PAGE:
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MHS Library | How can chemical principles be applied to create a more sustainable future?

Investigation topic 3: The chemistry of Aboriginal and Torres Strait Islander peoples’ practices

Throughout history, people all over the world have hypothesised, experimented, made empirical observations, gathered evidence, recognised patterns, verified through repetition, and made inferences and predictions to help them to make sense of the world around them and their place within it. Recent research and discussion have confirmed many Aboriginal and Torres Strait Islander groups use the environment and its resources to solve the challenges they face in the different Australian climates in ways that are more sustainable than similar materials produced in Western society. Their solutions can be explained by a variety of organic and non-organic chemical processes.

Questions that may be explored in this investigation include:

· What are the chemical processes that occur when Aboriginal and Torres Strait Islander peoples detoxify poisonous food items: for example, the preparation of nardoo as a food source by heating, and the detoxification of cycad seeds through the removal of cycasins?

The development of complex detoxification processes by the rainforest Aboriginal peoples of North Queensland was undoubtedly driven by the food needs of the society at the time. The recognition of patterns in data, gathered from experiments that attempted to remove toxins, allowed this cultural group to modify and perfect the detoxification processes. Since Europeans survived a near-fatal experience after consuming under-processed cycad kernels on the first voyage to Australia by Cook and his party in 1770, many of the detoxification processes of poisonous plant foods employed by Aboriginal peoples throughout Australia have been documented. These detoxification processes provide evidence of Australia's First Nations peoples’ extensive scientific knowledge of chemical and physical processes, and an acute ability to draw conclusions that are consistent with evidence.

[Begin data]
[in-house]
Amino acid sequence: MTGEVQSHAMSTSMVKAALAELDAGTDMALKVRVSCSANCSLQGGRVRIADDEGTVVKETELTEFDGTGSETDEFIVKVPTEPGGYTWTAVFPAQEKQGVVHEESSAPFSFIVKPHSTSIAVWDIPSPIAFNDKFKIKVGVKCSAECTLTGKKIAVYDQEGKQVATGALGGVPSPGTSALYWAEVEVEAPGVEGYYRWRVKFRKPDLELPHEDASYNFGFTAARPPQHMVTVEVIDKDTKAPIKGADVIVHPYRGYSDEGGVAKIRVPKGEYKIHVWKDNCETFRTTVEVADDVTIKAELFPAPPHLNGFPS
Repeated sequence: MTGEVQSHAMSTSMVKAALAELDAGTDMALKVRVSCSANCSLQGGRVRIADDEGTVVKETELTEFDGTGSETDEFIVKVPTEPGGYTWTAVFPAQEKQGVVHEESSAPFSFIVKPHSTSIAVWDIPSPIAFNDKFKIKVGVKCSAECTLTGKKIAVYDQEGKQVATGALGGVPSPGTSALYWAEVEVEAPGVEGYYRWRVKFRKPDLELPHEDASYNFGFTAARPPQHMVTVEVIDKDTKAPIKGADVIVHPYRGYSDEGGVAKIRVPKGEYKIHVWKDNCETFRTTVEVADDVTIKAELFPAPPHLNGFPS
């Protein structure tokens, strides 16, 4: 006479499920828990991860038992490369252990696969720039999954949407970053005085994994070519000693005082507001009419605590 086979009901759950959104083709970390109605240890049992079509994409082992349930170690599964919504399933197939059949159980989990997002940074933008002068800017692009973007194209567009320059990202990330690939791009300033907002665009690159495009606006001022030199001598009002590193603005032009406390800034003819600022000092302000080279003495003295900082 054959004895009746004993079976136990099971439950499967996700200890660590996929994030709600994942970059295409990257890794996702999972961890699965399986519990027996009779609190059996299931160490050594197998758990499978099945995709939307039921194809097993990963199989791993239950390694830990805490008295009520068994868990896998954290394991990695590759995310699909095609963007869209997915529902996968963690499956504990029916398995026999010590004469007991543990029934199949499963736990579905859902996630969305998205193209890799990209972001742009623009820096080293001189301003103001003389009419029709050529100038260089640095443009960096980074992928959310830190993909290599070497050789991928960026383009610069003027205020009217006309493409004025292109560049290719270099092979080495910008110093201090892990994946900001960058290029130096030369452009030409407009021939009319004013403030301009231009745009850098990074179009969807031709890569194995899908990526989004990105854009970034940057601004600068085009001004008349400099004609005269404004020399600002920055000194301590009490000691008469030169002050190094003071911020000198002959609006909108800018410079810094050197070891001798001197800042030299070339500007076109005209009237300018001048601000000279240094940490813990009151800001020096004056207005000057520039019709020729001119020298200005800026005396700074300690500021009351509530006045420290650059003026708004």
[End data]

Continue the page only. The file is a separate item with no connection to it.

You can explore a great variety of methods to remove toxins from poisonous foods as used by many of Australia’s First Nations’ peoples. A particularly suitable example for your investigation may be the method to detoxify cycad seeds employed by the rainforest Aboriginal people of North Queensland.  

By investigating the detoxification of cycads, you have the opportunity to gain a deeper understanding of the factors that govern the rate of chemical reactions, as well as to learn about and appreciate the highly developed science inquiry skills, ingenuity, and scientific knowledge of the rainforest Aboriginal peoples of North Queensland. 

The Australian curriculum. (n.d.). The Australian Curriculum (Version 8.4).

Wikipedia is a good place to start when learning about cycads.


ATSI Peoples and Removing Toxins From Food 

Australia’s first peoples ate a large variety of plants, most of which required some form of processing in order to be consumed easily and safely. Around 20-25 known species of plants that ATSI peoples consumed needed some form of complex processing. 

The complex processing required would often take a considerable amount of time and was needed in order to leach certain products and chemicals from the plant. Leaching is the process of extracting certain chemicals or products from the plant, in this case, the undesired toxins or unpalatable substances.

Cycads were a particularly useful plant for Australia’s first peoples. In certain regions they were found in abundance and they could regenerate quickly after a fire. There are many species of cycads in Australia and most are found in or around coastal areas, particularly within tropical rainforests.

ATSI Peoples and Removing Toxins from Food. (n.d.). ScienceFlip – A Resource for Students and Educators.


There are various traditional practices that were employed by Indigenous Australians and Islanders used to detoxify foods that would otherwise be poisonous.

This video looks at a few of these including the cycad which is a great example.

Food Preparation: Poison

The fruit of the cycad Macrozamia was exploited as an important food source in spite of its being highly toxic and carcinogenic. The Aboriginal People had developed methods of removing the toxins that allowed the cycad seeds to become a rich food source. Different groups had different methods of removing the toxins, but they all achieved the sand end, an edible, sustaining, fruit.

In 1 method the kernels are cut open and the toxins are leached out in water. When the process had been completed the kernels were ground into a powder like flower and backed to make cycad bread.

Other people used a method involving fermentation, leaving the kernels in large containers, or in some cases pits, where they remained for several months. They process is complete when the kernels have frothed or become mouldy.

Read the whole article.

Food preparation - Poison. (n.d.). A biography of the Australian continent.